The Scottish Courts and Tribunals Service (SCTS) has been ordered to reinstate a court officer who was fired after confusion over whether her cystitis medication had been drunk by two men. She will also be paid £19,000.
Included in the award was £5,000 for injury to feelings for disability discrimination, as the Glasgow Employment Tribunal found that her dismissal was linked to disability for the purposes of section 15 of the Equality Act 2010 – a rare instance of the menopause being cited in a disability claim, lawyers say.
The SCTS employed Mandy Davies as a court officer from 1997. She had substantial medical problems related to menopause onset and had received medical treatment for several years.
In February 2017, Davies was prescribed Cystopurin – a granulated medication that is taken by dissolving it in water – for a bout of cystitis. Davies kept this in a pencil case on her desk.
However, when she returned to court following an adjournment, she found that her personal items had been moved and the water jug on her table emptied. Noticing two men in the public court area drinking water, she became concerned, as she was worried it was the water from her desk and could not remember if she had already diluted her medication in it.
She asked the men where the water had come from. They explained the clerk had given it to them. When they asked why she wanted to know, she explained that she may have diluted some medication into the liquid but declined to say which medication as they were in open court.
The judgment noted that one of the men – who was involved in the court case taking place at the time – “launched into a rant and made comments to the effect of ‘trying to poison the two old guys in the court’ and asking if he would grow ‘boobs’”.
The healthy and safety team investigated the incident and Davies was required to provide a written statement, in which she mentioned she had put the medication into the water.
A health and safety meeting was then held, by which time the team had learned that the medication could not have been in the water, as it would have turned the water pink.
But the tribunal found that the health and safety report produced off the back of the investigation and the meeting went “far beyond” the health and safety issues it was meant to address, including allegations that Davies “showed no remorse for her actions and did not appear worried that [the two men] had taken this medication”.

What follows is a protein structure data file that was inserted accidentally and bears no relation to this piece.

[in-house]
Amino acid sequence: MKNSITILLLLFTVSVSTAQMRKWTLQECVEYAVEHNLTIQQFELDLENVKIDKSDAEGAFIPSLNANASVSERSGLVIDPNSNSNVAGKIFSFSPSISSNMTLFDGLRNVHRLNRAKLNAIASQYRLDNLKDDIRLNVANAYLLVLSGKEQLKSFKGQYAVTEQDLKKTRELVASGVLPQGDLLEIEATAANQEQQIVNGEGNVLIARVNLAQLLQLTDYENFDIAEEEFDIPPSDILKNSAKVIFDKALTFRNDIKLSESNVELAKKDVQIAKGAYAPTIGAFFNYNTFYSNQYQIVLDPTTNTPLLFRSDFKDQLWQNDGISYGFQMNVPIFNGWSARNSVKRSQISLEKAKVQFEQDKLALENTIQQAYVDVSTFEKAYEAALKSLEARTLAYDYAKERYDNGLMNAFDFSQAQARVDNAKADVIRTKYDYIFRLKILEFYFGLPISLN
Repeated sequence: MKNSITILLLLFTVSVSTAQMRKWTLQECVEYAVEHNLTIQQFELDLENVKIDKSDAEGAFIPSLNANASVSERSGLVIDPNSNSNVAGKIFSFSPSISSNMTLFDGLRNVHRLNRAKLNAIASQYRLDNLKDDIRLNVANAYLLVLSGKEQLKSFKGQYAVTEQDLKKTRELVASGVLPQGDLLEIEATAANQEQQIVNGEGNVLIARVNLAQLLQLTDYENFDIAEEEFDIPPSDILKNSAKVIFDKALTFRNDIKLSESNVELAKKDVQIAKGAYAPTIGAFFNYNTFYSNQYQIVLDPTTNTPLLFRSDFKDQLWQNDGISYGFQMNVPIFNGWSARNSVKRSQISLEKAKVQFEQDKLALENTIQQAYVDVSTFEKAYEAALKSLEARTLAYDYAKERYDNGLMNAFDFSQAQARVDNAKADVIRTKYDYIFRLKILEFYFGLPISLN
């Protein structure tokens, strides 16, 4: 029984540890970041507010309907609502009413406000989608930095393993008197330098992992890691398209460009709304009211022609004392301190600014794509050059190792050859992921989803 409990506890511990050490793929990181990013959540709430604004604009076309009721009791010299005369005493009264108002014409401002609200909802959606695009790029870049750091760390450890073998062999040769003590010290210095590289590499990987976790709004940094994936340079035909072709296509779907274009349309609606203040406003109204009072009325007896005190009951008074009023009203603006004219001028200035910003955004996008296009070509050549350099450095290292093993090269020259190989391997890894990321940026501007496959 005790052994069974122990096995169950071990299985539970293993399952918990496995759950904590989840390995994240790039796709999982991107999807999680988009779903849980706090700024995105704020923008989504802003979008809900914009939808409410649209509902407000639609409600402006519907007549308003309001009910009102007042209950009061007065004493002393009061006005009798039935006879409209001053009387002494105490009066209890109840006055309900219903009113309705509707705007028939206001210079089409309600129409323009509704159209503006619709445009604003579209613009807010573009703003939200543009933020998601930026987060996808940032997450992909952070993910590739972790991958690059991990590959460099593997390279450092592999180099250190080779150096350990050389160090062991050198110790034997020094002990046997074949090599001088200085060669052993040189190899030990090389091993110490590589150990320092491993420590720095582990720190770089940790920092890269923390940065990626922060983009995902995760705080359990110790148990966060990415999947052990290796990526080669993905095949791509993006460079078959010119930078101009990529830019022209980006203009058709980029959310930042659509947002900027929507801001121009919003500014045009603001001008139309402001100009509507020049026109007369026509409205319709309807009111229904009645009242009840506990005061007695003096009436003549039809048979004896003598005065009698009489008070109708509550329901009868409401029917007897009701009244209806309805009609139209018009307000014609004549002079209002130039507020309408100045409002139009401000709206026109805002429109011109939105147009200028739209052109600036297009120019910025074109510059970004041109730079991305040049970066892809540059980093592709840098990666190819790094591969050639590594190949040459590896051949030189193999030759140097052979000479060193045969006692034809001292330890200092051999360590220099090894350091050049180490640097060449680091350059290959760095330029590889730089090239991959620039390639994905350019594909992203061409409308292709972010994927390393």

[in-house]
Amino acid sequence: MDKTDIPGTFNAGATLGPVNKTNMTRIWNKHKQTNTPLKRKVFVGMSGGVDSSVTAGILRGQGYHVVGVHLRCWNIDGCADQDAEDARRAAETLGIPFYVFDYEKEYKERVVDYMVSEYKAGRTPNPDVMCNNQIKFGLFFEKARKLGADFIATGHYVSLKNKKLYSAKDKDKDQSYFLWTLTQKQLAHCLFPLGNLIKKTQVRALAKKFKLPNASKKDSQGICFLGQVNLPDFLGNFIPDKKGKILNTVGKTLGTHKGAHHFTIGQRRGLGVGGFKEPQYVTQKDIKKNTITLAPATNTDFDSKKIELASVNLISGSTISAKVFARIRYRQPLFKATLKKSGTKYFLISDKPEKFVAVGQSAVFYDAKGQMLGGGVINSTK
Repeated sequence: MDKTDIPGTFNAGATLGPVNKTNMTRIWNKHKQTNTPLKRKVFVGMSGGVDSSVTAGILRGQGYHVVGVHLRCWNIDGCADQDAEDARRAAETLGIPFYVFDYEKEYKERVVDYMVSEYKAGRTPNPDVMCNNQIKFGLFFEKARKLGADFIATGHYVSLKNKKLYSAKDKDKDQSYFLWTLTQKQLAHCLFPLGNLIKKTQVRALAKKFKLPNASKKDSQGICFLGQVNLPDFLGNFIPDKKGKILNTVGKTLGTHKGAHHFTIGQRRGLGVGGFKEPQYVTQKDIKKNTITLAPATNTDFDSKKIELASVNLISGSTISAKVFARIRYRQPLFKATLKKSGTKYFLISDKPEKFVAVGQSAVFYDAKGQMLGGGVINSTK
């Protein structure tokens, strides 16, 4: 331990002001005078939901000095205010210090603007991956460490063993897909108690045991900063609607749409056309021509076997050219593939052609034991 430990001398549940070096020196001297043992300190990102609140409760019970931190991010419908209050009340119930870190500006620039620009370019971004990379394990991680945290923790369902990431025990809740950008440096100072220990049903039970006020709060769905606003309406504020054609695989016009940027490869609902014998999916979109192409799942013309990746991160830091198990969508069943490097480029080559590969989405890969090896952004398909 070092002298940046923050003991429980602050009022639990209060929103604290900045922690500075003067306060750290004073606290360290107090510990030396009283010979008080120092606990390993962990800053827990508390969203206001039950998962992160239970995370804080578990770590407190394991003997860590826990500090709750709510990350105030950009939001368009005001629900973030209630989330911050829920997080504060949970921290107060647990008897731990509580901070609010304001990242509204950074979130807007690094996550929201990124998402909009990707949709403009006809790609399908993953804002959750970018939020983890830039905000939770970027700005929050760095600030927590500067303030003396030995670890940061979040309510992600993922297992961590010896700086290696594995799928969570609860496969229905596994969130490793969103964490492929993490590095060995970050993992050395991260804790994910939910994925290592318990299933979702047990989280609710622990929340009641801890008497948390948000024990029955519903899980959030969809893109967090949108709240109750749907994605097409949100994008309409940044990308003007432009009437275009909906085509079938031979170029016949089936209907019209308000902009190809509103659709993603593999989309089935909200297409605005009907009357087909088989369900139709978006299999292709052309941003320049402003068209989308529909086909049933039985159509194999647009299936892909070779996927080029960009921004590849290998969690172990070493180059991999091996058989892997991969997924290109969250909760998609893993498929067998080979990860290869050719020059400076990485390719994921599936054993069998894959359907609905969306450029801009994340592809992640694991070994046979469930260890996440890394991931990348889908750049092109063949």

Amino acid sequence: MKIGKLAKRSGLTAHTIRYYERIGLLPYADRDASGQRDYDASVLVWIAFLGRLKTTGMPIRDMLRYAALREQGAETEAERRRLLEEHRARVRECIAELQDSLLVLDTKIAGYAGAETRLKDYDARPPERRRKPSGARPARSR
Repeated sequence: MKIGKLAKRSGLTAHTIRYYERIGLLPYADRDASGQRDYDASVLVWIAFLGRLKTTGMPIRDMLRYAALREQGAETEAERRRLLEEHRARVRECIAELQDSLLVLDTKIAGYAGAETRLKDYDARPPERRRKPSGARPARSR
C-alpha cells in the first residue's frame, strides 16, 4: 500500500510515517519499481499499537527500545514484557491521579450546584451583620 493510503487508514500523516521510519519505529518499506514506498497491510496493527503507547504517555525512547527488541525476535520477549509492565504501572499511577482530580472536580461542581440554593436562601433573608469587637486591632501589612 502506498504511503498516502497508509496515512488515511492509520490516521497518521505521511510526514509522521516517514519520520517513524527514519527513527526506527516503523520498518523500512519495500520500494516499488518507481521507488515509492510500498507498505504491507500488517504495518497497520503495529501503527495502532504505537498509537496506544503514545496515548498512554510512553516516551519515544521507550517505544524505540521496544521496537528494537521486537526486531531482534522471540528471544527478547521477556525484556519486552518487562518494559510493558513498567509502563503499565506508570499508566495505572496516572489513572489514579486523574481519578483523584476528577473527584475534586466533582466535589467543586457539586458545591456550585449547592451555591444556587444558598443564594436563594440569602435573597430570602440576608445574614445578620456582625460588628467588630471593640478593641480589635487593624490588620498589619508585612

The incident report concluded that Davies had “not shown [the SCTS’s] values and behaviours” and recommended formal disciplinary action for her “gross misconduct”.
Davies acknowledged that she was mistaken about the medication being in the water, and provided an amended statement. However, the SCTS proceeded to a disciplinary investigation.
Davies explained that, when she noticed her pencil case was open, she became flustered and agitated. She added that she experienced anxiety attacks and the open case made her forgetful and concerned.
The SCTS concluded that her conduct breached its values and behaviours. It referred her to occupational health, which confirmed that she had peri-menopausal symptoms including severe anaemia, causing tiredness, light-headedness and fainting.
However, one of the men who had drunk the water had subsequently lost the court case he was involved in and claimed the events had caused him to “lose concentration and focus”. The SCTS agreed an appeal of his case would need to be heard, which it said “aggravated” Davies’ “breach of conduct”.
The SCTS invited Davies to a disciplinary hearing and later dismissed her for gross misconduct. Davies unsuccessfully appealed the decision.
At tribunal, the SCTS conceded her disability and that she was disabled at the time of her dismissal. The tribunal found her “a wholly credible and reliable witness”.
The tribunal found that the SCTS had both unfairly dismissed Davies and discriminated against her on grounds of disability, particularly as it had failed to consider her disability’s impact on her conduct.
Barry Stanton, head of employment law at Boyes Turner, noted that, although there was “no discussion” in the judgment as to whether Davies was disabled, it “does indicate that in some cases a woman who is going through the menopause may be disabled, provided that the symptoms she suffers from have a substantial adverse effect on her ability to carry out normal day-to-day activities”.
Karen Jackson, solicitor and managing director at didlaw, added: “This is the first disability discrimination case I am aware of around menopause. Clearly, symptoms of peri-menopause such as severe bleeding, memory loss, anxiety and similar can give rise to a section 6 Equality Act disability provided the symptoms have a long-term and substantial adverse effect on normal day-to day-activities.”
As well as the £5,000 granted for injury to feelings, the SCTS was ordered to pay £14,009.84 for lost pay between the date she was fired and the date she was due to be reinstated.
Updated 19 June 2018: People Management now understands this decision is being appealed.